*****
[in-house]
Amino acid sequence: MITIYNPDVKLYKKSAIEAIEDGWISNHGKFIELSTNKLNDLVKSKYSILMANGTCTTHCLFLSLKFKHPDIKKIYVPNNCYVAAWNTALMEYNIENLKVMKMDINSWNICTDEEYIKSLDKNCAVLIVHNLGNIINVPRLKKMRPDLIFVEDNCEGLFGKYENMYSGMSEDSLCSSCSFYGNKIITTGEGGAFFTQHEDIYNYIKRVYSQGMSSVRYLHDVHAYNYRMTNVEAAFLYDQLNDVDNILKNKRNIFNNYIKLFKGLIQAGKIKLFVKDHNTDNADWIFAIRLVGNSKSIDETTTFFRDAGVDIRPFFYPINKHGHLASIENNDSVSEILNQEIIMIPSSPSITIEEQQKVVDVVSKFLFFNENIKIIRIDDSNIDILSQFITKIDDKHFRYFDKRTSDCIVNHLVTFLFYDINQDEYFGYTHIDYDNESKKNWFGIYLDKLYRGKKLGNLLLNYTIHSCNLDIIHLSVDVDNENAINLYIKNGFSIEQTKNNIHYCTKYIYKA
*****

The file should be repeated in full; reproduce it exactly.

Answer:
[in-house]
Amino acid sequence: MITIYNPDVKLYKKSAIEAIEDGWISNHGKFIELSTNKLNDLVKSKYSILMANGTCTTHCLFLSLKFKHPDIKKIYVPNNCYVAAWNTALMEYNIENLKVMKMDINSWNICTDEEYIKSLDKNCAVLIVHNLGNIINVPRLKKMRPDLIFVEDNCEGLFGKYENMYSGMSEDSLCSSCSFYGNKIITTGEGGAFFTQHEDIYNYIKRVYSQGMSSVRYLHDVHAYNYRMTNVEAAFLYDQLNDVDNILKNKRNIFNNYIKLFKGLIQAGKIKLFVKDHNTDNADWIFAIRLVGNSKSIDETTTFFRDAGVDIRPFFYPINKHGHLASIENNDSVSEILNQEIIMIPSSPSITIEEQQKVVDVVSKFLFFNENIKIIRIDDSNIDILSQFITKIDDKHFRYFDKRTSDCIVNHLVTFLFYDINQDEYFGYTHIDYDNESKKNWFGIYLDKLYRGKKLGNLLLNYTIHSCNLDIIHLSVDVDNENAINLYIKNGFSIEQTKNNIHYCTKYIYKA